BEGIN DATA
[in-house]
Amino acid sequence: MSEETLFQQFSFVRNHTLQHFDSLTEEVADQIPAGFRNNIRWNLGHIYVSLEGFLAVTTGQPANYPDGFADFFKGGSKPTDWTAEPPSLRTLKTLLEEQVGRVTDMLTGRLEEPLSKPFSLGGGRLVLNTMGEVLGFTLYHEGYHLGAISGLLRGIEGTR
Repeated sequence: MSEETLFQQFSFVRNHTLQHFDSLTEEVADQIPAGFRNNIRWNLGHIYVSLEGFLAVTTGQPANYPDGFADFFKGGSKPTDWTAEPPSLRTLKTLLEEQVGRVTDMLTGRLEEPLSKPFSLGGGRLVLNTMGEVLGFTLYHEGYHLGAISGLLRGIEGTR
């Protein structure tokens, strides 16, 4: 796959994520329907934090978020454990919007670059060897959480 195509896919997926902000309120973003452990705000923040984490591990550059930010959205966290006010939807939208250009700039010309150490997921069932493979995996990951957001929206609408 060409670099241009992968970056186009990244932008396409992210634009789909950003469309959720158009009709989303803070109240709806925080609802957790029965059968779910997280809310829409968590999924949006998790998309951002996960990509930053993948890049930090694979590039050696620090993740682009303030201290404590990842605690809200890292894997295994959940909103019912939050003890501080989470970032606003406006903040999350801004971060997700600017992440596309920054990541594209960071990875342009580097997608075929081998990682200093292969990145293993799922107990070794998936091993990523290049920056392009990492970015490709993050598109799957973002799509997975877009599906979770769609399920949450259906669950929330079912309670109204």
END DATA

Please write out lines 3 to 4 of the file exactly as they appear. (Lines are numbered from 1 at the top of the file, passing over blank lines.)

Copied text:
Repeated sequence: MSEETLFQQFSFVRNHTLQHFDSLTEEVADQIPAGFRNNIRWNLGHIYVSLEGFLAVTTGQPANYPDGFADFFKGGSKPTDWTAEPPSLRTLKTLLEEQVGRVTDMLTGRLEEPLSKPFSLGGGRLVLNTMGEVLGFTLYHEGYHLGAISGLLRGIEGTR
């Protein structure tokens, strides 16, 4: 796959994520329907934090978020454990919007670059060897959480 195509896919997926902000309120973003452990705000923040984490591990550059930010959205966290006010939807939208250009700039010309150490997921069932493979995996990951957001929206609408 060409670099241009992968970056186009990244932008396409992210634009789909950003469309959720158009009709989303803070109240709806925080609802957790029965059968779910997280809310829409968590999924949006998790998309951002996960990509930053993948890049930090694979590039050696620090993740682009303030201290404590990842605690809200890292894997295994959940909103019912939050003890501080989470970032606003406006903040999350801004971060997700600017992440596309920054990541594209960071990875342009580097997608075929081998990682200093292969990145293993799922107990070794998936091993990523290049920056392009990492970015490709993050598109799957973002799509997975877009599906979770769609399920949450259906669950929330079912309670109204």